Prescribed Burn Marks Milestone in Conservation Efforts

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In a historic act for the Nature Center, staff and other members of a burn team recently conducted a long-planned prescribed burn.
Prescribed burn smoke seen from the vantage point of a kayak on the West Fork of the Trinity River. Photo by FWNC&R Staff.

In a historic moment for the City of Fort Worth, the Fort Worth Nature Center & Refuge recently conducted its largest prescribed burn to date. Spanning 246 acres within the area of the Refuge known as “Cross Timbers,” this prescribed burn not only sets a record for the City but also marks the first time Nature Center staff have burned the Refuge’s old-growth forest.

The Nature Center’s Cross Timbers forest — the first forest in Texas to join the Old-Growth Forest Network — primarily consists of post oaks and blackjack oaks that are estimated to be more than 250 years old. Historically, fire occurred at four-year intervals within the Cross Timbers vegetative subregion, which prevented the encroachment of invasive species and helped maintain an open understory. Although these benefits have long been understood by Nature Center staff, attempting a prescribed burn of this magnitude required years of careful planning, training, and thoughtful coordination with local fire departments.

The Cross Timbers burn team. Photo by FWNC&R Staff.

This prescribed burn was carried out on March 5 by four staff members from the Nature Center, two Fort Worth Fire Department firefighters, 14 participants from Tarrant County College’s Fire Academy, and three volunteers. Jared Hall, Natural Resource Specialist for the City of Fort Worth, served as the burn manager. Adding a touch of ceremony to the occasion, Wayne Clark, former Fort Worth Nature Center & Refuge Director, was bestowed the honor of igniting the fire. Clark’s dedication to conservation efforts and his instrumental role in shaping the Nature Center’s land management initiatives make his involvement in this historic burn particularly poignant.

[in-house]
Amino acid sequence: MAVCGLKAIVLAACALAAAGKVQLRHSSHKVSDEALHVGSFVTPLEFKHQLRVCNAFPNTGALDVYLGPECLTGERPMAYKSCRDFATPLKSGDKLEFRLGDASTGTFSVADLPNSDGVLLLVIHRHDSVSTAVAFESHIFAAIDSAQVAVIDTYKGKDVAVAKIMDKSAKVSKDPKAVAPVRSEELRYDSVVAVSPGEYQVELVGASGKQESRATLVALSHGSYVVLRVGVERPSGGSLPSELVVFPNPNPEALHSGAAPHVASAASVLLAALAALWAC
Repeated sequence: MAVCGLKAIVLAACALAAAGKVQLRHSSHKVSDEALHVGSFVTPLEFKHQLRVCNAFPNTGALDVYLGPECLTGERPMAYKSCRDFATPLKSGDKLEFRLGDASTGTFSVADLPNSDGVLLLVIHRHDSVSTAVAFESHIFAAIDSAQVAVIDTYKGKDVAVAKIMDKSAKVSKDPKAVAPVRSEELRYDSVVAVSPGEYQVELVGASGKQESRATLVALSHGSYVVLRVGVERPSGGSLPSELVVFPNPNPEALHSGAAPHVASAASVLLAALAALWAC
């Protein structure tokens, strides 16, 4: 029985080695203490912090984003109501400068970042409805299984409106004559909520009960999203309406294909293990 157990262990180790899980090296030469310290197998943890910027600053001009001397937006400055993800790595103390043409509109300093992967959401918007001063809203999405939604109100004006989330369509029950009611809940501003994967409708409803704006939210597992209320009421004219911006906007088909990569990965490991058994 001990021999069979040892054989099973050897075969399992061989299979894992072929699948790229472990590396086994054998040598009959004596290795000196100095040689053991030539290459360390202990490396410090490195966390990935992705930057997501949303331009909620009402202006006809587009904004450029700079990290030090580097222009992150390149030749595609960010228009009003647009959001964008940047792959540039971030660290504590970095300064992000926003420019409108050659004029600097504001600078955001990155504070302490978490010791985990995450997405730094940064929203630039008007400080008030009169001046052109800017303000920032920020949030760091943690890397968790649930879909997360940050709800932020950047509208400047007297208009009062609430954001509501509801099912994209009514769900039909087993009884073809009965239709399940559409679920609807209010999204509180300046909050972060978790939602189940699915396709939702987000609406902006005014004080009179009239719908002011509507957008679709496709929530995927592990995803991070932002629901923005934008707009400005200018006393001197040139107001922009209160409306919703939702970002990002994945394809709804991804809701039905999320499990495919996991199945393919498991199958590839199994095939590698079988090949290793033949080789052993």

Wayne Clark, former Nature Center Director, initially lights the burn. Photo by FWNC&R Staff.

As the charred landscape visible from Cross Timbers Trail begins to rejuvenate from successfully being burned, visitors should be reminded that the Nature Center’s commitment to conservation remains steadfast. With each prescribed burn, the Nature Center takes another step toward safeguarding its natural resources and ensuring the resilience of its sensitive ecosystems in the face of both biotic and environmental challenges.

By Jared Wood, Acting Manager, Fort Worth Nature Center & Refuge

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